ISAKOS Congress 2021

2021 ISAKOS Biennial Congress Paper


Treatment of Bilateral Hip Femoroacetabular Impingement: Simultaneous or Staged?

Gen Lin Foo, MD, Singapore, Singapore SINGAPORE
Catherine J. Bacon, PhD, MSc, BSc, BPhed(Hons), Auckland NEW ZEALAND
Matthew J. Brick, MBChB, FRACS, Auckland NEW ZEALAND

Orthosports, Auckland, Auckland, NEW ZEALAND

FDA Status Not Applicable


Our study sets outs to assess the clinical outcome and complications rates between patients undergoing simultaneous versus staged surgery for bilateral hip femoroacetabular impingement.



Femoroacetabular impingement (FAI) typically involves both hips and presents a surgical dilemma when symptomatic at the same time. Bilateral simultaneous surgery can reduce the overall rehabilitation period compared to a staged surgery. However, the disadvantages are longer surgical time and possible higher complications. We hypothesize that there is no difference in the outcome and complication rates between bilateral simultaneous and staged surgery for FAI.


Patients who underwent simultaneous and staged bilateral primary hip arthroscopy for FAI between June 2005 and December 2018 were identified from our surgical database. Those who had their second surgery within 1 year of their index surgery were included in the staged group. The control group comprised patients who underwent a unilateral hip arthroscopy within the same time-frame. Patient Reported Outcome Measures (PROMs) including the 12-item International Hip Outcome Tool (iHOT-12), Non-Arthritic Hip (NAH) Total and Hip Disability and Osteoarthritis Outcome (HOOS) scores were collected pre-operatively and at regular intervals post-operatively up to 10 years. Two-year follow-ups scores were included in analysis if they were available, or later follow-ups if they were not. We also gathered data on complications and revision surgery rates including conversion to arthroplasty from a national registry.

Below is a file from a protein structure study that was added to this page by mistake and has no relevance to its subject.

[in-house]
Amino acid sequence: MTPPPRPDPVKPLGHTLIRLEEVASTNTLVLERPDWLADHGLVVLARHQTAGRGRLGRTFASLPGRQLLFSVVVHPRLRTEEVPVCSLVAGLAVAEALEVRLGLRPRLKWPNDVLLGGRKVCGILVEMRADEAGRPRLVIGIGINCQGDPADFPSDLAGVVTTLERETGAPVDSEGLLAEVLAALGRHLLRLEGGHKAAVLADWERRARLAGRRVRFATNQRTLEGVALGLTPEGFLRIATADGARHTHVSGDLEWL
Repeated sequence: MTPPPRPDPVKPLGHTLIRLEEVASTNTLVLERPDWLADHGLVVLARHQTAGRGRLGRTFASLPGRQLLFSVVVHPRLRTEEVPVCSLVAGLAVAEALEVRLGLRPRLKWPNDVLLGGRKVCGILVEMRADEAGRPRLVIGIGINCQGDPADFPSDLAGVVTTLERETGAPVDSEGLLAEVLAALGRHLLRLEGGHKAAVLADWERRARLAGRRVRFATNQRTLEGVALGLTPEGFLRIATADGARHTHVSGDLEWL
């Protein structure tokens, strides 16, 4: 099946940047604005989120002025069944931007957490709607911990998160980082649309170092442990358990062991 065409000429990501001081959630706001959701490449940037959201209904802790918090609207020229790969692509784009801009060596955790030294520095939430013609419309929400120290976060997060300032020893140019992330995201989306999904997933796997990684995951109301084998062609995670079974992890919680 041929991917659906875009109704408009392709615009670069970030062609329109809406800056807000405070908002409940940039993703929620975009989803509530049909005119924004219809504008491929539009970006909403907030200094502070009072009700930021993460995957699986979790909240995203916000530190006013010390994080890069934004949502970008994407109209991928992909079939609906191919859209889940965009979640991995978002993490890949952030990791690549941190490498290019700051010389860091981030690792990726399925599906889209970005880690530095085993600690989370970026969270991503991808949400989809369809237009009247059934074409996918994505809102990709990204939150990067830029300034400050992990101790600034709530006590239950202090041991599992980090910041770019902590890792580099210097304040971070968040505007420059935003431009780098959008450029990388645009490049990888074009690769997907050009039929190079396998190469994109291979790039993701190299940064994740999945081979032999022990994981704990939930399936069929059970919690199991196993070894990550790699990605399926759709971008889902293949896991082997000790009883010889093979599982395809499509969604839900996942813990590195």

A total of 186 patients (372 hips) in the bilateral simultaneous and 83 patients (166 hips) in the bilateral staged were compared with 1275 patients in the unilateral group. The median duration between staged surgeries was 57 days (range 14 to 347 days). Simultaneous and staged surgeries did not differ in follow-up duration, patients’ age, gender, or body mass index, although patients in the unilateral group were older (37±12 years compared with 30±11 years in the bilateral groups; p<0.001). Two-year minimum post-operative scores in all 3 groups were significantly improved compared to their pre-operative scores (bilateral simultaneous iHOT-12 pre-op 37.0±18.7 and post-op 74.7±22.2; bilateral staged iHOT-12 pre-op 41.2±19.3 and post-op 69.4±25.6 and unilateral iHOT-12 pre-op 39.3±20.4 and post-op 75.3±23.4; p<0.001 for all changes). We found a significant difference in several 2-year minimum post-operative scores between the 3 groups after statistically adjusting for the differing pre-operative scores. Overall, the staged group performed worse in all scores (p<0.05 for all apart from HOOS Sports subscale and NAH Total scores). There was no difference in revision rates between groups, but simultaneous surgeries were less likely to undergo conversion to arthroplasty within the study’s 6.4±2.6 years follow-up duration (1.1% conversion rate for simultaneous, versus 3.6% in staged and 4.5% in unilateral; p=0.009).


Patient who underwent bilateral simultaneous hip arthroscopy for FAI did better in most PROM scores than staged surgery at the 2-year follow-up period, and were less likely within the study time-frame to require conversion to arthroplasty. These differences are likely due to selection for simultaneous versus staged procedures.

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